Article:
THE TIGER WOMAN (1945)
I had a couple of hours to kill so I pulled this title out of the pile called, "The Tiger Woman-1944". It was marked as a Republic Studios serial so I thought I would watch a chapter or two. It was from Republic Pictures all right, but this one was from 1945. Same name, but boy, it was no serial! It turned out to be a brisk 57- minute programmer crammed with plenty of double-dealings, twists, turns, knives to the back, shots to the head etc.
Kane Richmond is a private detective who gets mixed up with the always luscious Adele Mara. Mara needs some help getting her dear husband out of a spot of trouble. The husband, a nightclub owner, is in for 100 grand with a mob bookie. The mob wants what is owed or else.
It turns out that our man Richmond happens to know said bookie. He pays him a visit that night to ask for a time extension for the man. The bookie laughs and tells Richmond that the man's debt had been paid off in cash just that afternoon. Richmond considers the matter closed and heads back to the club to tell Mara everything is fine.
While Richmond has been having his chat with the mobster, Mara's hubby has put a gun to his head and added an extra hole to same. He leaves a note admitting to looting the club funds in order to pay off the bookie. The body is discovered by Mara and the co-owner in the club, Richard Fraser. Now we find out that Mara and Fraser have been up to a little bit of horizontal cha-cha behind her husband's back.
Since the partners insurance does not cover suicide, the pair decide to burn the note and stage what looks like a robbery/murder. The police swallow the story and everything seems covered.
There are plenty of red herrings in this one. First, the club's accountant is grabbed up for the murder. Then the accountant's daughter gets the same treatment. When it looks like the gas chamber for the daughter, Fraser decides to come clean with the cops. He tells Mara that while he has no problem with beating the insurance company, there is no way he will let an innocent person get gassed.
He calls the police and asks them to come over so he can make a confession. Mara says she understands and suggests a bit of fresh air while they wait for the police. She walks him over to an open window. Next thing we know, Fraser has made a rather unsuccessful attempt at imitating a bird. Four flights down on his head end any confession idea he might of had.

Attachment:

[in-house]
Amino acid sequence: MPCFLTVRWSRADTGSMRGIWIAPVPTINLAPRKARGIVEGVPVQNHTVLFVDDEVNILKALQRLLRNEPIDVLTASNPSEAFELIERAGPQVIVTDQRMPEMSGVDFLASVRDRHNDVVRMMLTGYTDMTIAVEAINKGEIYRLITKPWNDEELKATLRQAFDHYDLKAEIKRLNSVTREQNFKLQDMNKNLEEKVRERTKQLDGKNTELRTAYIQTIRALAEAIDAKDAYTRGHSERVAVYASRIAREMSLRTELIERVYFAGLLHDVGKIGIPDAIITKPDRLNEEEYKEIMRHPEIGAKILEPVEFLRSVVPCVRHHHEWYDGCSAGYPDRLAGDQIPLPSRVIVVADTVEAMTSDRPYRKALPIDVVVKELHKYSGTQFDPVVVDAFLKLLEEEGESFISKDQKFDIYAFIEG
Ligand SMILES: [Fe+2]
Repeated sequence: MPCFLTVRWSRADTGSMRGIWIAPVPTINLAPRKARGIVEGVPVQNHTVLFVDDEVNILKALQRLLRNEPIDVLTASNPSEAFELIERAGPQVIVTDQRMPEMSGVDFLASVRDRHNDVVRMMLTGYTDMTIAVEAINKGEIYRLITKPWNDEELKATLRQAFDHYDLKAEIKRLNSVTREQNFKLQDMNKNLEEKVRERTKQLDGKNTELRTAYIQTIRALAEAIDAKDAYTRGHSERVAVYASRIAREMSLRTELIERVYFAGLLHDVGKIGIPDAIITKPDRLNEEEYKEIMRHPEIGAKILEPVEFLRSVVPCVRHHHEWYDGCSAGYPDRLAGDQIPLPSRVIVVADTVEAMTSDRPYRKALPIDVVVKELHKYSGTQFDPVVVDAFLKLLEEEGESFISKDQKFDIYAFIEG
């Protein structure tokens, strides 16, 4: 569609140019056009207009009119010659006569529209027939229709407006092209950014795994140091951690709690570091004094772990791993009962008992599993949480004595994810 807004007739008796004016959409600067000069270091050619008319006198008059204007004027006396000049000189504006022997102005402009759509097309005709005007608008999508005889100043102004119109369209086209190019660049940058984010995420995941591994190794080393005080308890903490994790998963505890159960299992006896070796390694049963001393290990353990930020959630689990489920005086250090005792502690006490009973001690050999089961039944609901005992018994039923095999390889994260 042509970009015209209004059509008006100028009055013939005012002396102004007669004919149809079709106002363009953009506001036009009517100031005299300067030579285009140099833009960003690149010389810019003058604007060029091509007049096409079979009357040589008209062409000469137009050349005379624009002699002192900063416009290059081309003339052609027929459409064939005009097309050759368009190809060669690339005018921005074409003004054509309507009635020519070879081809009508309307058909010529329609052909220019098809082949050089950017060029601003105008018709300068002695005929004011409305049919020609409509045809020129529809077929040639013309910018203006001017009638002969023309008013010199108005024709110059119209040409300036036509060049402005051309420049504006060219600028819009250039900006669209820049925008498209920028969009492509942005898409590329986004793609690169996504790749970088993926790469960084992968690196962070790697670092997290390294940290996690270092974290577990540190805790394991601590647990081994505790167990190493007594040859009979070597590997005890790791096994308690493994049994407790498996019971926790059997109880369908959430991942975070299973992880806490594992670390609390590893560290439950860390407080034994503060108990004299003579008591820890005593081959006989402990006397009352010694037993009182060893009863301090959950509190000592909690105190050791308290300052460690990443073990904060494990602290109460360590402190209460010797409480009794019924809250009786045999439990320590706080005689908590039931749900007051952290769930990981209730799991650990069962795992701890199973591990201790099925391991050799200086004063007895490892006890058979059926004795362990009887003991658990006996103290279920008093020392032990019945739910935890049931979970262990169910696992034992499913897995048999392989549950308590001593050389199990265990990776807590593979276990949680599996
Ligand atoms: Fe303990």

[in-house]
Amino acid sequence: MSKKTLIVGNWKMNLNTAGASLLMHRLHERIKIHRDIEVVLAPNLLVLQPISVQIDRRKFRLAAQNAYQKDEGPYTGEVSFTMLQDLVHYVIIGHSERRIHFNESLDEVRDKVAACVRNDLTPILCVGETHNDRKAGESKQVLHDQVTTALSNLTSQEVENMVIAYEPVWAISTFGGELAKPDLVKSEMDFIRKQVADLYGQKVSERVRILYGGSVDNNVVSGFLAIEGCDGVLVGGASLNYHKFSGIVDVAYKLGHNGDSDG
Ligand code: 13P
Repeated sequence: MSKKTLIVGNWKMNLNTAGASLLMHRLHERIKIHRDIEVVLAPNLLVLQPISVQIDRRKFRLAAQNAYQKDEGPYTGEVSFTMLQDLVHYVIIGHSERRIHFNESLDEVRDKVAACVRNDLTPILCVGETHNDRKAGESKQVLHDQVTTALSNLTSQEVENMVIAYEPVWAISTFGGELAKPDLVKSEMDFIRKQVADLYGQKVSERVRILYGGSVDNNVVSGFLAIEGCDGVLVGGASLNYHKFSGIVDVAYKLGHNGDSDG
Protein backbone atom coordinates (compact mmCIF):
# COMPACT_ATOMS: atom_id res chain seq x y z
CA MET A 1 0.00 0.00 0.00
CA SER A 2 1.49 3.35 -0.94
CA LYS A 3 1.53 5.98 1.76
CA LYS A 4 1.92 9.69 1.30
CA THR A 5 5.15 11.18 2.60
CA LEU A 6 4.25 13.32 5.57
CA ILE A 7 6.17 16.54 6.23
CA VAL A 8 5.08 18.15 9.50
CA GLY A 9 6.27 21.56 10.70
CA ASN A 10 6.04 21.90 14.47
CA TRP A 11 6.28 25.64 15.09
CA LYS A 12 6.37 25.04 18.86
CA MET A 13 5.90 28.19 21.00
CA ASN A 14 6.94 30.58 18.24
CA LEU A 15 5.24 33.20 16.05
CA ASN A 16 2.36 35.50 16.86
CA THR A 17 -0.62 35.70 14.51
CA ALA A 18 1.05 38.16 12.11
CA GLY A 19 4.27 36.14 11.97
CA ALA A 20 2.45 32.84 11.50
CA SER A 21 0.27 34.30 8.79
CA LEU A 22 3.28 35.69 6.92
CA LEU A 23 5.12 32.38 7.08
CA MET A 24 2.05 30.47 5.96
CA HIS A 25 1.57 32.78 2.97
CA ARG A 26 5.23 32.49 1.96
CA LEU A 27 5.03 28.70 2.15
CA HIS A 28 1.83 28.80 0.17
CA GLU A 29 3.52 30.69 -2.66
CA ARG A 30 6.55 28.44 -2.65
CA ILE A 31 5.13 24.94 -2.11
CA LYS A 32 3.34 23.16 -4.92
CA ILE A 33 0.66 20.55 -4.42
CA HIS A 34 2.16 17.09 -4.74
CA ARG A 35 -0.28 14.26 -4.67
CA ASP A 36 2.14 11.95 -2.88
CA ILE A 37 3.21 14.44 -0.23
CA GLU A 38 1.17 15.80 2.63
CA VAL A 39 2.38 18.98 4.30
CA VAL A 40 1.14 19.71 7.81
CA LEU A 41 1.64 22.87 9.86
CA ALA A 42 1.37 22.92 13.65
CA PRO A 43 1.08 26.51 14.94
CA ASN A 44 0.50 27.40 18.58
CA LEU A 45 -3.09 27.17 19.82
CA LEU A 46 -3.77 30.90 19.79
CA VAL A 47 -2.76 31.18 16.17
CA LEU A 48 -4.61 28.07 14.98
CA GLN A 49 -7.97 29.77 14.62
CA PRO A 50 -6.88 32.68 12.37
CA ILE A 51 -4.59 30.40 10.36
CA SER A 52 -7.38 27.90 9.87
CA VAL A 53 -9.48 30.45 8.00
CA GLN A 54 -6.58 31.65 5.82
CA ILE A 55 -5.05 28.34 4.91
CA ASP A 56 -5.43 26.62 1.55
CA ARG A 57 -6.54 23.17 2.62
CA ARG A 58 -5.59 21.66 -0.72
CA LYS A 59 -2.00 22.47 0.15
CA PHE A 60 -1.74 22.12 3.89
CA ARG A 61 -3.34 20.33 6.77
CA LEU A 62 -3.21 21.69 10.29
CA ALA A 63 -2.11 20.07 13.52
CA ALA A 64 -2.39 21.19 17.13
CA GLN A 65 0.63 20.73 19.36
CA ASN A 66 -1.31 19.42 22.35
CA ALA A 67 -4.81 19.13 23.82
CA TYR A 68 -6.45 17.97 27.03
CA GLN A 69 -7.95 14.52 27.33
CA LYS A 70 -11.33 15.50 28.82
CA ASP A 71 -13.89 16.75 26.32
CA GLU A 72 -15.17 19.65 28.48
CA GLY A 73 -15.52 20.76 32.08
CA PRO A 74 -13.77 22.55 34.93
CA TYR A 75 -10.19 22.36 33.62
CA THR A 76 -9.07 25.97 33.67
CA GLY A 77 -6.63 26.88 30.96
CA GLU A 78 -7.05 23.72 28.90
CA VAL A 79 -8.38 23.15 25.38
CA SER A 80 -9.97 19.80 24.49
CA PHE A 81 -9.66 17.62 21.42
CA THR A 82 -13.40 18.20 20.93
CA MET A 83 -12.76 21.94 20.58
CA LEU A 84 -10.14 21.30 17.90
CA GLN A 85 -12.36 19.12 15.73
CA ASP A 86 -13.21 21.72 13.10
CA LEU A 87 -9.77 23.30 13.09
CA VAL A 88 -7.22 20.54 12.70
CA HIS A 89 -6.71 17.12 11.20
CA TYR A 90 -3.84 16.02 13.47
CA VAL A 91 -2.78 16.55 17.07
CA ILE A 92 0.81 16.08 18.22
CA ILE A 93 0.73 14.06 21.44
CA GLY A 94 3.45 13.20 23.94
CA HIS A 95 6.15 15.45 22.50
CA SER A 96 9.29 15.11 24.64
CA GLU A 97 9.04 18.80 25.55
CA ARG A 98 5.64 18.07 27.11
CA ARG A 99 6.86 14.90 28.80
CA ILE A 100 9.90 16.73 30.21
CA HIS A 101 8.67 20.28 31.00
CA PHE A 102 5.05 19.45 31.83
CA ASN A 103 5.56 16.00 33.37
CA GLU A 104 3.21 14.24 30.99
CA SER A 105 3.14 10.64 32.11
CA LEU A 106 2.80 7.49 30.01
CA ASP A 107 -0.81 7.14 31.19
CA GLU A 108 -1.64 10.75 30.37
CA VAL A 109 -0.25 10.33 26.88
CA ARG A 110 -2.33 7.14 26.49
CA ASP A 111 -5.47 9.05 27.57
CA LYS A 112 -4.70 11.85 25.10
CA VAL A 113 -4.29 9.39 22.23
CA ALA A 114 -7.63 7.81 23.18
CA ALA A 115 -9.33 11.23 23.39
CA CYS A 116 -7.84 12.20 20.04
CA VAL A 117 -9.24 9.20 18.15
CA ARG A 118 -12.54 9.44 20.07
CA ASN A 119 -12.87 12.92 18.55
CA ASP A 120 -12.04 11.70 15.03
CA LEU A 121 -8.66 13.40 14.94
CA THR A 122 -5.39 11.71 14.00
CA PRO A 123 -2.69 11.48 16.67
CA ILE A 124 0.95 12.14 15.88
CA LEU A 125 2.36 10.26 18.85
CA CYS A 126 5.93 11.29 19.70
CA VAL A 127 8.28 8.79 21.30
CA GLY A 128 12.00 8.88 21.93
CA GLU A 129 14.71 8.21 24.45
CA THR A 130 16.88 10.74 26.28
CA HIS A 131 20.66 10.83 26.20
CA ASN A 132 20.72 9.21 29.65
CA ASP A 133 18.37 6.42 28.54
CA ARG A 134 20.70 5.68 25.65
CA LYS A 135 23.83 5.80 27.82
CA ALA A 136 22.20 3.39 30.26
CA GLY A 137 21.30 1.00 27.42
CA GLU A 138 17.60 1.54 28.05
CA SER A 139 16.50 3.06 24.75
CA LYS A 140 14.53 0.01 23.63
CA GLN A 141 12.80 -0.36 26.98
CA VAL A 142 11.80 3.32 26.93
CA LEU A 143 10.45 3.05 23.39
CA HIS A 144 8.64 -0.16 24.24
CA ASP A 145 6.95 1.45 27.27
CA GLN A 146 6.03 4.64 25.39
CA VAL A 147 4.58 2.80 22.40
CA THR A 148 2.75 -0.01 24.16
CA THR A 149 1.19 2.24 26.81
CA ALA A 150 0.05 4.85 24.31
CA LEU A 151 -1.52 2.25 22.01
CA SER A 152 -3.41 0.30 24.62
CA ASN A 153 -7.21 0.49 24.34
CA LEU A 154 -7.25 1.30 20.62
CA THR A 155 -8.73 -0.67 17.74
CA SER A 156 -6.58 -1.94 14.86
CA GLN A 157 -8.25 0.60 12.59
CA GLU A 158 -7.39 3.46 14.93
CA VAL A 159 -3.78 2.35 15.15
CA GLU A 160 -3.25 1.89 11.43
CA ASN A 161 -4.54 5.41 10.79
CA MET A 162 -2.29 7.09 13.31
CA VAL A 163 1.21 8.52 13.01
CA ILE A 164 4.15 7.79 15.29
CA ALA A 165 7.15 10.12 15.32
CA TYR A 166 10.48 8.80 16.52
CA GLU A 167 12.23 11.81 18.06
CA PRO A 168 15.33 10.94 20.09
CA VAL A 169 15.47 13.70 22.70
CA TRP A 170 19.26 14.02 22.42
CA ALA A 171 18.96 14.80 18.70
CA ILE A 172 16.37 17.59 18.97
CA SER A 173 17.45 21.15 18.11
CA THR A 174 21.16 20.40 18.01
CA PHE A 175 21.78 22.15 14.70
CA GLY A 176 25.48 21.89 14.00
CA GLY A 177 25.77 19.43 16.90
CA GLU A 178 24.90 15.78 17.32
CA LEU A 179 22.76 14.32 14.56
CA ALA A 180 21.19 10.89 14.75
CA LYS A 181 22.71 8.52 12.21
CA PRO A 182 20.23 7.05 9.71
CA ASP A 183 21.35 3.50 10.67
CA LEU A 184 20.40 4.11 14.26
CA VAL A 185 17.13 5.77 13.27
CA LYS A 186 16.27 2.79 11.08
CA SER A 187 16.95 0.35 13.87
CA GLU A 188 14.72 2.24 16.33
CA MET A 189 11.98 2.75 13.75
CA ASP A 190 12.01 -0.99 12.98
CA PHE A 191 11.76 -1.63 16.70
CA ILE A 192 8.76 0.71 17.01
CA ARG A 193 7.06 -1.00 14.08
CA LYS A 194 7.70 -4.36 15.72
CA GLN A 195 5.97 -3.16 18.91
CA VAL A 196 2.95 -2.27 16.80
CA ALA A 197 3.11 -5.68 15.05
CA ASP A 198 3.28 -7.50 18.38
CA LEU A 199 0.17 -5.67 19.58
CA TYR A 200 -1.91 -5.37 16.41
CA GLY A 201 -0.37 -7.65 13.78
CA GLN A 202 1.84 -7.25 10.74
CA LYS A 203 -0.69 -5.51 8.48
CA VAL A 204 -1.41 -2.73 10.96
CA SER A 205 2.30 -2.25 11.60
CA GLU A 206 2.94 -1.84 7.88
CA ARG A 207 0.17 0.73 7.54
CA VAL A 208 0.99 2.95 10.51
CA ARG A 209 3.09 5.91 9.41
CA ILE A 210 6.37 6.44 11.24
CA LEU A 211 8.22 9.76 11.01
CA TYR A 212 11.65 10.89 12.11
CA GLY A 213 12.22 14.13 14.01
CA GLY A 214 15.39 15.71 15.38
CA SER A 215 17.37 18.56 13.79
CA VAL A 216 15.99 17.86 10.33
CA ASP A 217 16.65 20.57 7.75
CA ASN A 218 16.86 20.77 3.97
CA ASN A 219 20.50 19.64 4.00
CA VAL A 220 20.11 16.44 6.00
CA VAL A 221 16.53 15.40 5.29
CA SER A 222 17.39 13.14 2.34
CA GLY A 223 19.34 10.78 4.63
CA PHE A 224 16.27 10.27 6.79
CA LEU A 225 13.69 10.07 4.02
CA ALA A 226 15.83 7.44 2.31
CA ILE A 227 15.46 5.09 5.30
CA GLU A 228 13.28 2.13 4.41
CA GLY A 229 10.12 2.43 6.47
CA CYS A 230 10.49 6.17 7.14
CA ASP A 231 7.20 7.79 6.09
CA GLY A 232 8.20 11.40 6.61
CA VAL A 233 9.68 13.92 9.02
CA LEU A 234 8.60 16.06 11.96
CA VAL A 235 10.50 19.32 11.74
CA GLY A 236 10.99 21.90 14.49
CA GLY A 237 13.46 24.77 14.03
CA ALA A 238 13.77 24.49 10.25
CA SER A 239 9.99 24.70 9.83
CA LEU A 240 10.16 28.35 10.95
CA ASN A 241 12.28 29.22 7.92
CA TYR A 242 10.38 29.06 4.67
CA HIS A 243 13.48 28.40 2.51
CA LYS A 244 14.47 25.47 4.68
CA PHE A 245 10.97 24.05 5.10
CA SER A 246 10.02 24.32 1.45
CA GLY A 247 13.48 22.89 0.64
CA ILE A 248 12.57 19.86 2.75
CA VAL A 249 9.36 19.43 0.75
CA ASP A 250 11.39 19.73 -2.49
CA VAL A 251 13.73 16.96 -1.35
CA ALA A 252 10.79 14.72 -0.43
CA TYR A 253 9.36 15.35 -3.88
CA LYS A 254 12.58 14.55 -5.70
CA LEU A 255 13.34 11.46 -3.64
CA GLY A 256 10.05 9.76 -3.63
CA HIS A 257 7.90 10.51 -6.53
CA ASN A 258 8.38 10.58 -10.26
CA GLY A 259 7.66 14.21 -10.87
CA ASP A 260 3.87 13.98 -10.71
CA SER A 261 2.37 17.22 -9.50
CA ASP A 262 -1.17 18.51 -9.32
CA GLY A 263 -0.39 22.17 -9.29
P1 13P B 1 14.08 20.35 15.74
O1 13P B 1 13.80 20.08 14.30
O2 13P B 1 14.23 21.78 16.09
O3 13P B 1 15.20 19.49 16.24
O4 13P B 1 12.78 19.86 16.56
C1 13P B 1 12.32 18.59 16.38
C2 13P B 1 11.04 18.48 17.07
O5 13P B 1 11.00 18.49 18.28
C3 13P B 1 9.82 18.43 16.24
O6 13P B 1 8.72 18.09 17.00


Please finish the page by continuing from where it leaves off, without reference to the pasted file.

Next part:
The police arrive and also believe this death to be a suicide. Mara of course was long gone by the time the cops show. Just before "helping" Fraser out the window, we find out that it was actually Mara who had bumped off her husband. Hanging around the whole time has been detective Richmond. He just can't throw that feeling that something is amiss...
Mara had only hired Richmond to give herself an alibi for the time of the first murder. Now Richmond is becoming an annoyance. She offers Richmond a taste, but when he refuses, a gun is pulled. It is only the timely arrival of the police that saves Richmond from joining the other two in the morgue.
This is a great little gem that just zips along. The whole cast shines here with Mara stealing the show as the deadly femme fatale. The cast includes Cy Kendall, Peggy Stewart, John Kelly and Addison Richards. We never do see the husbands face.
The director was John Ford's nephew, Philip Ford. His noir titles include: The Inner Circle, The Last Crooked Mile, Missing Women and The Mysterious Mr. Valentine.
The d of p was Republic staple Ernest Miller (involved in the production of over 300 films). He collaborated with Sam Fuller twice (though neither film was at Republic): I Shot Jesse James and The Steel Helmet.
The film editor was veteran Fred Allen, whose noir credits include Hell's Half Acre, Make Haste to Live, The City that Never Sleeps, The Enforcer, The Black Book, The Scar, T-Men and The Madonna's Secret.
Best line in the film: as Mara dumps boyfriend Fraser out the window she cracks, "I get no thrill from killing stupid people."